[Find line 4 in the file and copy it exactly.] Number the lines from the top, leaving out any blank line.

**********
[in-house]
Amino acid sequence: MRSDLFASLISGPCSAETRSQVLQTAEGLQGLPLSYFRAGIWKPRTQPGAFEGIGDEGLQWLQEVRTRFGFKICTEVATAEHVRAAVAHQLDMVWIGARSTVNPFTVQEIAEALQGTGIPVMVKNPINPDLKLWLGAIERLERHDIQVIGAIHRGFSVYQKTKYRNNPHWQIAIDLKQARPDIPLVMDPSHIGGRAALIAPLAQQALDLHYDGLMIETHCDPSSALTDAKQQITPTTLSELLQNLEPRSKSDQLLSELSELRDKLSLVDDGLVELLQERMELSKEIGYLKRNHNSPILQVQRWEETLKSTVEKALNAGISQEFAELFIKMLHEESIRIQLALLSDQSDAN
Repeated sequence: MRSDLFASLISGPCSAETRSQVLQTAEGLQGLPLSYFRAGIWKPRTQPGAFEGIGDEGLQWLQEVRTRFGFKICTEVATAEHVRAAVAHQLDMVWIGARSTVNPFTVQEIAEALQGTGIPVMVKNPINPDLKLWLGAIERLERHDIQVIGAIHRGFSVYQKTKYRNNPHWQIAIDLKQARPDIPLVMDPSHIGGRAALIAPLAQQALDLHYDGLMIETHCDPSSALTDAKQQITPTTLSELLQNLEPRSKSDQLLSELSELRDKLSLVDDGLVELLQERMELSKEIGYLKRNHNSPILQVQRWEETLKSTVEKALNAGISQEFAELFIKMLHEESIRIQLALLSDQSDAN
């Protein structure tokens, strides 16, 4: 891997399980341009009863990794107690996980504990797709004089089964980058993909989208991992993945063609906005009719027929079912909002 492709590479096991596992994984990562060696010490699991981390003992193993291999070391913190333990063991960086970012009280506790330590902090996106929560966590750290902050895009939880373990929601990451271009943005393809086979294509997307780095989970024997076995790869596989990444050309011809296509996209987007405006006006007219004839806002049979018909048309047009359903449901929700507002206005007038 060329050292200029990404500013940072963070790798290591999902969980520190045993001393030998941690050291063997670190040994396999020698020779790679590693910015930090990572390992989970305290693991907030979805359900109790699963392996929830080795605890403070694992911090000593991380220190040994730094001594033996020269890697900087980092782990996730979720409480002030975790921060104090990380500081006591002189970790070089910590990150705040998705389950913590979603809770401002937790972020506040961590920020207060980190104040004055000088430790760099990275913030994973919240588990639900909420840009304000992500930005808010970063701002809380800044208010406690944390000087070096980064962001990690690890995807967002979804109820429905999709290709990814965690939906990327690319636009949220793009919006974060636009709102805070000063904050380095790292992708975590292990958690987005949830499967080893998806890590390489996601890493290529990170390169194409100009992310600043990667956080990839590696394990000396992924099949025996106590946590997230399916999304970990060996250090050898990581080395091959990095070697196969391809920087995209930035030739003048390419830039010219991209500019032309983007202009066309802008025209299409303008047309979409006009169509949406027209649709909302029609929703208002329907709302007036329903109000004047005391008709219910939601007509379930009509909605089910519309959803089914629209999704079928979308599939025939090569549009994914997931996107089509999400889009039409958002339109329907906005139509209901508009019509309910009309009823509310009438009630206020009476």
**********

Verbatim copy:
């Protein structure tokens, strides 16, 4: 891997399980341009009863990794107690996980504990797709004089089964980058993909989208991992993945063609906005009719027929079912909002 492709590479096991596992994984990562060696010490699991981390003992193993291999070391913190333990063991960086970012009280506790330590902090996106929560966590750290902050895009939880373990929601990451271009943005393809086979294509997307780095989970024997076995790869596989990444050309011809296509996209987007405006006006007219004839806002049979018909048309047009359903449901929700507002206005007038 060329050292200029990404500013940072963070790798290591999902969980520190045993001393030998941690050291063997670190040994396999020698020779790679590693910015930090990572390992989970305290693991907030979805359900109790699963392996929830080795605890403070694992911090000593991380220190040994730094001594033996020269890697900087980092782990996730979720409480002030975790921060104090990380500081006591002189970790070089910590990150705040998705389950913590979603809770401002937790972020506040961590920020207060980190104040004055000088430790760099990275913030994973919240588990639900909420840009304000992500930005808010970063701002809380800044208010406690944390000087070096980064962001990690690890995807967002979804109820429905999709290709990814965690939906990327690319636009949220793009919006974060636009709102805070000063904050380095790292992708975590292990958690987005949830499967080893998806890590390489996601890493290529990170390169194409100009992310600043990667956080990839590696394990000396992924099949025996106590946590997230399916999304970990060996250090050898990581080395091959990095070697196969391809920087995209930035030739003048390419830039010219991209500019032309983007202009066309802008025209299409303008047309979409006009169509949406027209649709909302029609929703208002329907709302007036329903109000004047005391008709219910939601007509379930009509909605089910519309959803089914629209999704079928979308599939025939090569549009994914997931996107089509999400889009039409958002339109329907906005139509209901508009019509309910009309009823509310009438009630206020009476």